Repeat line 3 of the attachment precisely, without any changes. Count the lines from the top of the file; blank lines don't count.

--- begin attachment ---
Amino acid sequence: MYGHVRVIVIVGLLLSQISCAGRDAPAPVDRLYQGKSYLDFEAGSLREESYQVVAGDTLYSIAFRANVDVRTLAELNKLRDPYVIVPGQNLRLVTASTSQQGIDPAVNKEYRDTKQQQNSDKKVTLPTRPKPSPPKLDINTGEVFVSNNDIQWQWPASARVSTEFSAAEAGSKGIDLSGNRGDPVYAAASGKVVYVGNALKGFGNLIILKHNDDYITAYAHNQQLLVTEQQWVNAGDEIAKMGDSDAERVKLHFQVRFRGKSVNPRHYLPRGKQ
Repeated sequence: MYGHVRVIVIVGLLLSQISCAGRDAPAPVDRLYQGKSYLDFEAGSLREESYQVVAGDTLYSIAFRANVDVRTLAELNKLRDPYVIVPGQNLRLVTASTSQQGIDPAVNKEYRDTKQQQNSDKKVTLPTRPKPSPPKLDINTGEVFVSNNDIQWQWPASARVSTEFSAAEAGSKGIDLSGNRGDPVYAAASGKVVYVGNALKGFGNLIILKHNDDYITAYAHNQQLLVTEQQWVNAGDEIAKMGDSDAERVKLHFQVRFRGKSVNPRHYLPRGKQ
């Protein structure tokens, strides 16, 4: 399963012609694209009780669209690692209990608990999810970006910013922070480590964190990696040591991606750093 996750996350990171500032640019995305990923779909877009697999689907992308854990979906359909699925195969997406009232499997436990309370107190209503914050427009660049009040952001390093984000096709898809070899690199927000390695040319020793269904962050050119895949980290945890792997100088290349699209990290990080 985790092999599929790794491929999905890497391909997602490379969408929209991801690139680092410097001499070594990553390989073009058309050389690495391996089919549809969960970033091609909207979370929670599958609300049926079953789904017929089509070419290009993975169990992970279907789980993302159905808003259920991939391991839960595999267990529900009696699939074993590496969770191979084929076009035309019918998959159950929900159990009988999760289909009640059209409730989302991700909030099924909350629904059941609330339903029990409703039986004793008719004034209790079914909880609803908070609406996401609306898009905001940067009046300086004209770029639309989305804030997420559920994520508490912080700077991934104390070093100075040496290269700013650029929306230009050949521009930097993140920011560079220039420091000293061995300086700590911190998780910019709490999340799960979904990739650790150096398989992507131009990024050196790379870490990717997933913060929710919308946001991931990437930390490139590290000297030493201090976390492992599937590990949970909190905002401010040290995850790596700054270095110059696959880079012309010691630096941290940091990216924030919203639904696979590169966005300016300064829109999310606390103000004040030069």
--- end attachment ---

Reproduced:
């Protein structure tokens, strides 16, 4: 399963012609694209009780669209690692209990608990999810970006910013922070480590964190990696040591991606750093 996750996350990171500032640019995305990923779909877009697999689907992308854990979906359909699925195969997406009232499997436990309370107190209503914050427009660049009040952001390093984000096709898809070899690199927000390695040319020793269904962050050119895949980290945890792997100088290349699209990290990080 985790092999599929790794491929999905890497391909997602490379969408929209991801690139680092410097001499070594990553390989073009058309050389690495391996089919549809969960970033091609909207979370929670599958609300049926079953789904017929089509070419290009993975169990992970279907789980993302159905808003259920991939391991839960595999267990529900009696699939074993590496969770191979084929076009035309019918998959159950929900159990009988999760289909009640059209409730989302991700909030099924909350629904059941609330339903029990409703039986004793008719004034209790079914909880609803908070609406996401609306898009905001940067009046300086004209770029639309989305804030997420559920994520508490912080700077991934104390070093100075040496290269700013650029929306230009050949521009930097993140920011560079220039420091000293061995300086700590911190998780910019709490999340799960979904990739650790150096398989992507131009990024050196790379870490990717997933913060929710919308946001991931990437930390490139590290000297030493201090976390492992599937590990949970909190905002401010040290995850790596700054270095110059696959880079012309010691630096941290940091990216924030919203639904696979590169966005300016300064829109999310606390103000004040030069």